13 de Junio: Cuando un país también es pobre
This week I discovered a few articles that emerged in the Bolivian press over the last several months that reminded me of the stunning variety of personal consequences to national poverty. So often in this blog, I have identified particular government policies or cultural attitudes that affect Bolivian women, without placing these phenomena within the larger national and regional context. It is this context that I would like to discuss today. A context in which we recognize that Bolivia is the poorest country in Latin America (with the exception of Haiti). And when an entire country is poor–not just its citizens–its infrastructure and institutions also suffer. And suffering institutions, of course, means that many people’s basic needs are not being met. This is what is happening in Bolivia.
Last January, La Paz’s daily La Prensa reported on striking health care workers at one crumbling local hospital that serves both the urban El Alto and surrounding rural populations. Situated in the more middle-class, Ciudad Satélite neighborhood of El Alto, the Hospital Municipal Boliviano Holandés–often simply called the Holandés–was opened in 1999 to provide more health care options to alteños and to the rural population that often passes through the city. According to one social worker I spoke with that works at the hospital, up to 80% of the clientele of the Holandés are rural migrants, many of whom speak exclusively the Aymara indigenous language. (Most of the hospital staff also speaks Aymara.)
One of the reasons I was surprised to read this article is because, as part of my work in Bolivia, I have spent considerable time at the Holandés and the facility seems comparable to other hospitals in La Paz and El Alto. Clearly, this is evidence not of the health of the Holandés, but of the deteriorated condition of most Bolivian health care centers. As the La Prensa reporter notes, “In the pharmacy there are no medications, the [hospital] cots are rusted, they lack anesthesia for operations, there’s no food to give the hospitalized patients, the ambulances do not work, and when it rains, thanks to the broken roofs, there is almost as much water inside as out” (all translations mine).
Even more disturbing, one nurse at the Holandés commented that hospitalized patients–despite the existence of universal basic health insurance in Bolivia–must pay a daily fee for their care. He notes, “‘The Holandés functions currently as a private clinic. Whoever needs care has to buy their own medications.'” Before reading this, I was under the erroneous impression that much had changed since the 1990s, when women seeking treatment for incomplete abortions would be left waiting sometimes for days in their hospital beds until they could afford to pay for the dilation and curettage or the manual vacuum aspirator procedure they required. The deteriorated condition of the Holandés is taking its toll on both patients and staff. Said one worker, “‘It’s been two months since they have paid our salaries, but this isn’t that important…The most serious [problem] is that…the infrastructure [of the hospital] is very deteriorated.”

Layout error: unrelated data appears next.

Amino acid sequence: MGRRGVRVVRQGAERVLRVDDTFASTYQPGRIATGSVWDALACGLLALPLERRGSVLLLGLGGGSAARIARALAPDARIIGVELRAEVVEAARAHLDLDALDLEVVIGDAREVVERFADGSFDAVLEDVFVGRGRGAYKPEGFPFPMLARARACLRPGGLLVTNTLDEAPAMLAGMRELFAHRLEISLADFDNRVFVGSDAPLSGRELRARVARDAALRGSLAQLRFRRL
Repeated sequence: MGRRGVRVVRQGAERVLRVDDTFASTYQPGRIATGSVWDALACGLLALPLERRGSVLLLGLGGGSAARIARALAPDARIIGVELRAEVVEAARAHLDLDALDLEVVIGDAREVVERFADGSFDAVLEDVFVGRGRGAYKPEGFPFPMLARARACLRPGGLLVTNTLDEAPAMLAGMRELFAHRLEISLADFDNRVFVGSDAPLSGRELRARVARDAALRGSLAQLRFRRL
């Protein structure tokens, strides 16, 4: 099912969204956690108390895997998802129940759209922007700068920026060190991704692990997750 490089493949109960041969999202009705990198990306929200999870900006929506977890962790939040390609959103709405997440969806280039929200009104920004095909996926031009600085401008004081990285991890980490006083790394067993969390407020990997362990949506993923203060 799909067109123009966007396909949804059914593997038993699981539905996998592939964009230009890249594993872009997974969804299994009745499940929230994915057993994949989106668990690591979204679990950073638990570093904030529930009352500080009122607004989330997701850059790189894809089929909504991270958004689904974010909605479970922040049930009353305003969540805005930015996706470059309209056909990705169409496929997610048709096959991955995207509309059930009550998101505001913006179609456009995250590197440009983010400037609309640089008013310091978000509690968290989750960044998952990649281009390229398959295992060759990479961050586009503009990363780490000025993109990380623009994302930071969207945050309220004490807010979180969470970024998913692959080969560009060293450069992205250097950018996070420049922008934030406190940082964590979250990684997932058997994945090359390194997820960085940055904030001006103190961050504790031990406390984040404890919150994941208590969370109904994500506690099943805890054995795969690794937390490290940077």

Our second story of crumbling Bolivian institutions comes this week from Cochabamba, where one Defensoría de la Niñez lacks the necessary staff to investigate all of the cases it receives. In Bolivia, the Defensorías are public institutions responsible for seeing cases of mistreatment of minors–including rape, physical and psychological violence, and abandonment. These agencies are also instrumental in facilitating the adoptions of abandoned and orphaned children, since the Defensorías provide children with the personal documentation and the court order of release necessary to be adopted. That is to say, when these institutions are not falling apart, they perform these functions.
In La Paz and El Alto, too, the Defensorías are facing difficulties. As minors are becoming more familiar with their rights, more and more cases of mistreatment–particularly of rape of adolescent girls–are arriving at these institutions, and most lack the resources to deal with the cases effectively. Most of the safehouses where adolescent rape survivors could be placed are already over-burdened, and the foster system in Bolivia is so inefficient as to be almost useless. Despite working long hours, most Defensoría staff feel unable to meet the needs of community members–and these community members, for their part, often opt not to report cases of abuse when they know they will face long lines and little follow-up. I will never forget what one Defensoría worker told me when I called her to request an interview; she said: “Sure, come whenever you want–I’m here 24 hours a day.”
In any country affected by crushing poverty, women (and children) are generally hit the hardest. Often dependent upon their male partners and extended families, and facing machista attitudes and sexist discrimination, women must struggle harder to achieve financial and social independence for themselves and their children. However, women’s struggles do not occur in a vacuum. The same phenomena that daily test women also test all Bolivians–patients and hospital workers, children and parents, government officials and social workers. There are a few wealthy folks that escape, but many are in the same boat. Because when it’s an entire country that’s poor, most discover that the effects of poverty trickle down to all.